Why Now Is the Time To Adopt Sustainable Construction Practices
The construction industry contributes to the world in so many positive ways, building’s toll on our planet can sometimes be overlooked. Nonetheless, construction-related activities are impacting the environment in adverse ways on a global scale. From the use of toxic materials to the widespread consumption of natural resources, more than 400 million tons of material is consumed in construction every year. More pointedly, the construction industry is using 50% of all natural resources including 25% of wood, while producing 25% of global waste.
Fortunately, building green is going global with $260 billion spent in sustainable construction in 2013 alone. In fact, it’s estimated that $187 billion will be spent on sustainable construction materials by 2026. By 2018, the green construction industry is expected to account for one-third of the global building market–a huge win for builders and environmentalists alike.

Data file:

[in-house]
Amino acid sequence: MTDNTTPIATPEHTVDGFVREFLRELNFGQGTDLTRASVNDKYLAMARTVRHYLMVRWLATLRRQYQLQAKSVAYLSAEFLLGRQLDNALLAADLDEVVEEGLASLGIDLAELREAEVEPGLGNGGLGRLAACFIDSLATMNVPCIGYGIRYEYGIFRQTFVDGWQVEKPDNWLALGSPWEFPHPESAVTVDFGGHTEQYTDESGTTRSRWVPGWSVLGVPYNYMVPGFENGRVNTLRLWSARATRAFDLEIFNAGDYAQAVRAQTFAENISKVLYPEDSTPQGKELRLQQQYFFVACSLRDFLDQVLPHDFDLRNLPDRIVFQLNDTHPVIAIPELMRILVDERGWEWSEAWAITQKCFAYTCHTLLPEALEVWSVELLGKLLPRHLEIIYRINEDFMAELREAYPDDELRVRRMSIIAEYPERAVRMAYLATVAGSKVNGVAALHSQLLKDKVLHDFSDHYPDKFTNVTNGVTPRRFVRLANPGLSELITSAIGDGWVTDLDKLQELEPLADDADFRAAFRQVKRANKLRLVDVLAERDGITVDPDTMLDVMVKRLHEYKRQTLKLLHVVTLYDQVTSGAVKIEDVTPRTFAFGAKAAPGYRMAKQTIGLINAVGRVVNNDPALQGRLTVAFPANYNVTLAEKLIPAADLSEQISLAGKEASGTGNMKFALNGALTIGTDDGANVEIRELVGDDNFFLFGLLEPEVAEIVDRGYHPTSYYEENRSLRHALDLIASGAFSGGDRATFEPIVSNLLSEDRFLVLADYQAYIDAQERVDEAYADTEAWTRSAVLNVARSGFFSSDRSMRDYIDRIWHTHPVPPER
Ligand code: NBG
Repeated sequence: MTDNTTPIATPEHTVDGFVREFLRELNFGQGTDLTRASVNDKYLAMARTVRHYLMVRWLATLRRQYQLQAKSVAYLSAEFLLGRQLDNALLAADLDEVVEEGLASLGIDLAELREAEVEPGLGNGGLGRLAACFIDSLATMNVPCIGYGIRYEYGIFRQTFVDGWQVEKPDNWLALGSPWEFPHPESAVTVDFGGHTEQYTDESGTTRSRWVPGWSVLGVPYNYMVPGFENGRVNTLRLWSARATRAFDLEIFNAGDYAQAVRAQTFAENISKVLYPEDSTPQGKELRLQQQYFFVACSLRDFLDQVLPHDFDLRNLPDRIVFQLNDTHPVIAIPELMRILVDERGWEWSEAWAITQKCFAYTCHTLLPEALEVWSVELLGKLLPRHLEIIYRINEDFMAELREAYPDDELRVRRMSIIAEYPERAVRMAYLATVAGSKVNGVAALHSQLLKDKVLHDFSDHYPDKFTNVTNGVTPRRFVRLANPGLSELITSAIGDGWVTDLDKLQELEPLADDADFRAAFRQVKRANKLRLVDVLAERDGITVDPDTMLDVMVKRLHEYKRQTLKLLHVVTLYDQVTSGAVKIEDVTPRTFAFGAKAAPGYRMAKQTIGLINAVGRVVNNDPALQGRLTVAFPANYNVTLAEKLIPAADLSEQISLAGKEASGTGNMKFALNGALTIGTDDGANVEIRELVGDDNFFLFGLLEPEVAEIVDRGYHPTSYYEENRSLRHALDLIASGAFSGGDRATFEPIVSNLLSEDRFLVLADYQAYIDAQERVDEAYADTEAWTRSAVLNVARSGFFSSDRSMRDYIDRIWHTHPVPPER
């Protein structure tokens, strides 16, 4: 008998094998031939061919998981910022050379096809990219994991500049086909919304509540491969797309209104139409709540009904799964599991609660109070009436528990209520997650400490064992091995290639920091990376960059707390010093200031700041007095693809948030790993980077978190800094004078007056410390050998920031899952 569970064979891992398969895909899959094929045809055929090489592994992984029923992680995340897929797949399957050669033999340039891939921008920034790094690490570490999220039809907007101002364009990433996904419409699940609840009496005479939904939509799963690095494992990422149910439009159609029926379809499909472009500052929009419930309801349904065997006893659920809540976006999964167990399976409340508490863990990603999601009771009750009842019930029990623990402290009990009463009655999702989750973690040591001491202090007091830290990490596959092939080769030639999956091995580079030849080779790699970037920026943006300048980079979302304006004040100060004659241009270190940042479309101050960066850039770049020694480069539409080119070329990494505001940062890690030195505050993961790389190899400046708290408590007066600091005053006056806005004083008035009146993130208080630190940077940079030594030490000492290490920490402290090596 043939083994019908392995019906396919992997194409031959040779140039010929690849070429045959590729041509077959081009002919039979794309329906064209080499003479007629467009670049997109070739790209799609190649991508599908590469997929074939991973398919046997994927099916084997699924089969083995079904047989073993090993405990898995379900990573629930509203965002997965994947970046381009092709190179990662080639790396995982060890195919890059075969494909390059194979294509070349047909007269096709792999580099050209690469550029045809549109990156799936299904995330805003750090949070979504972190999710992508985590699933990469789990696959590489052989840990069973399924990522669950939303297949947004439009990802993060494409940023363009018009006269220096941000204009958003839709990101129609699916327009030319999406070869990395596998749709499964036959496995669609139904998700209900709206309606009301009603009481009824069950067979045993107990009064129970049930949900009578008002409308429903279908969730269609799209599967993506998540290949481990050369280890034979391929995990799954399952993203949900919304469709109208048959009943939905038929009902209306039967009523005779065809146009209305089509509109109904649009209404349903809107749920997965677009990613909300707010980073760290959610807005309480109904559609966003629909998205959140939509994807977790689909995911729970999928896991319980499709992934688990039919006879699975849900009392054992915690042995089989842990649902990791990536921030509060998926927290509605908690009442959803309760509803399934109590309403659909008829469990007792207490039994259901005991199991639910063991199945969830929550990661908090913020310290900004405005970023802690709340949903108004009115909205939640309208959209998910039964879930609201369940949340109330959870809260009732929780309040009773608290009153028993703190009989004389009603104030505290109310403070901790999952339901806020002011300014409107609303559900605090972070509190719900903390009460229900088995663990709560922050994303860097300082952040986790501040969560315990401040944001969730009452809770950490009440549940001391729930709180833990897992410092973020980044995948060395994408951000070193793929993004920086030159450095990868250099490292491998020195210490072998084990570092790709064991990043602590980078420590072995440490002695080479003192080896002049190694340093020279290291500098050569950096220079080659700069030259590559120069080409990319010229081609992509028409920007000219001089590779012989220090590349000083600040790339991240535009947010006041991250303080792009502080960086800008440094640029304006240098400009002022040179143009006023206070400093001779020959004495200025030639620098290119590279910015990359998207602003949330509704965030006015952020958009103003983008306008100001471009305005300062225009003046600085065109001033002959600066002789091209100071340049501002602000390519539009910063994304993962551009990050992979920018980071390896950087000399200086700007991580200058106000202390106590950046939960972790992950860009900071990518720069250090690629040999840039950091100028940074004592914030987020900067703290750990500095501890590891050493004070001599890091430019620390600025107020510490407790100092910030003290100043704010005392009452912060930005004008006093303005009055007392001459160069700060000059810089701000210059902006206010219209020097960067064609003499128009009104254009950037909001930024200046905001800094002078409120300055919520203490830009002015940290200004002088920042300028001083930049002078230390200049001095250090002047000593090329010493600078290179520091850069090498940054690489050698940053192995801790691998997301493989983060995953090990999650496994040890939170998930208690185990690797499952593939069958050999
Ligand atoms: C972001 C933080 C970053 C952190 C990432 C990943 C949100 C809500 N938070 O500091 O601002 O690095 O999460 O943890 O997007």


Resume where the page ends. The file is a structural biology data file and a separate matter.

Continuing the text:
The primary purpose of green construction is to reduce the number of natural resources used and waste generated. In addition to being good for the environment, adopting green construction practices can also save companies and owners money. Below, we’ll discuss how companies can get started with sustainable construction, as well as highlight some of the top profitable benefits of building green.
How to Get Started Building Green
In order to save money by building green, a construction company needs to know where to begin to focus their efforts on the areas that will have the most impact. The documentary “Building Green” offers insight on how to apply green building methods effectively. This documentary is a series 13 videos showcasing how to achieve sustainable construction. Each part of the series is a 25-minute long, in-depth look at a different aspect of green building. There are segments about interior design, lighting, water, foundation, exterior finishes, and framing and roofing. This is a solid introduction to the theory and application of green construction without spending a great deal of money or time.